The Ferrari 3.0-liter twin-turbocharged V6 engine that powers the Ghibli is designed to provide inspiring performance in a luxury-sport sedan with:

  • Difference with limited slippage
  • Drive modes include I.C.E, Off Road, Sport, and Normal (Increased Control & Efficiency)
  • Power steering through electricity (EPS)
  • GranSport versions include Skyhook performance suspension with electronic damping control.
  • Ghibli S Q4 with clever all-wheel drive

based on tests by the manufacturer. Always drive safely and according to the road conditions. Always buckle up and follow posted speed limits.

HAS mandates that the driver have both hands on the wheel at all times. This technology is designed for the convenience of the driver; it does not take the place of active driver involvement. The driver is responsible for maintaining control of the vehicle and staying informed of the traffic situation.

This technology is designed for the convenience of the driver; it does not take the place of active driver involvement. The driver is responsible for maintaining control of the vehicle and staying informed of the traffic situation.

This system serves as the vehicle’s frontal alert system. It does not take the place of an engaged driver. The driver must be cognizant of the surrounding traffic and ready to apply the brakes if necessary to prevent an accident.

Adaptive Cruise Control is a driver convenience feature, not a replacement for the driver’s active participation. To avoid crashes, the driver must stay alert to the flow of traffic and be ready to apply the brakes.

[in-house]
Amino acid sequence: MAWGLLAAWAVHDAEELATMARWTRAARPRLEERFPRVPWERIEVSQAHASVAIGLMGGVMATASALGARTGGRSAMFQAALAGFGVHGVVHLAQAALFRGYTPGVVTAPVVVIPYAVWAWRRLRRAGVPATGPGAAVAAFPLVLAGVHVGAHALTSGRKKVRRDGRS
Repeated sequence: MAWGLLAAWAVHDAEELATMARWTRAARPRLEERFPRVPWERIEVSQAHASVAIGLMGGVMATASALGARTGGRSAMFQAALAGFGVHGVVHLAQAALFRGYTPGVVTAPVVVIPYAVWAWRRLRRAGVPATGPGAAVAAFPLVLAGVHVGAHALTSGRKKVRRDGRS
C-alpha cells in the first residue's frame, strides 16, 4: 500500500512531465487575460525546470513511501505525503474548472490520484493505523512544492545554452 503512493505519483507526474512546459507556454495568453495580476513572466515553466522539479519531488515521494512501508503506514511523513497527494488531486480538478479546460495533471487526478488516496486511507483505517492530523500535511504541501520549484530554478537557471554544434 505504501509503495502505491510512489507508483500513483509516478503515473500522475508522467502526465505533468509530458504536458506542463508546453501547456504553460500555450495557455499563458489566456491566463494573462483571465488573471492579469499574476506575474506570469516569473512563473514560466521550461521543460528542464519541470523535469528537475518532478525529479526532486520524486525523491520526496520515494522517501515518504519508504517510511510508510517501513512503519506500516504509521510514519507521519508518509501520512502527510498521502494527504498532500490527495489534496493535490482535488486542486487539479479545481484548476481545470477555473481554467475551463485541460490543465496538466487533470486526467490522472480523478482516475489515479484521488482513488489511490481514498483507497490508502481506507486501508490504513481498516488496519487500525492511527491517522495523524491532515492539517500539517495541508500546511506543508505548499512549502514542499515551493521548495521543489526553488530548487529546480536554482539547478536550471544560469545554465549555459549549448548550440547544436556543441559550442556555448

A traffic sign recognition system cannot take the place of careful and safe driving. Weather and the state of the traffic sign are just two variables that may affect how well the sign is read and displayed. While driving, always make visual checks of the traffic signs.

Apple CarPlay(r): Needs an iPhone that is compatible (r). For phone compatibility, consult the dealer. Data plan fees are charged. Apple makes the car’s user interface (r). The brand Apple CarPlay belongs to Apple, Inc. Apple, Inc. has registered iPhone as a trademark in the US and other countries. Applicable privacy policies include the terms of use for Apple. Android AutoTM: You need to download the app from Google Play and have a compatible smartphone running AndroidTM 5.0 Lollipop or above. The trademarks of Google Inc. include Android, Android Auto, and Google Play.

This system serves as the vehicle’s frontal alert system. It does not take the place of an engaged driver. In order to avoid collisions, the driver must stay alert to pedestrians, traffic conditions, and other vehicles on the road.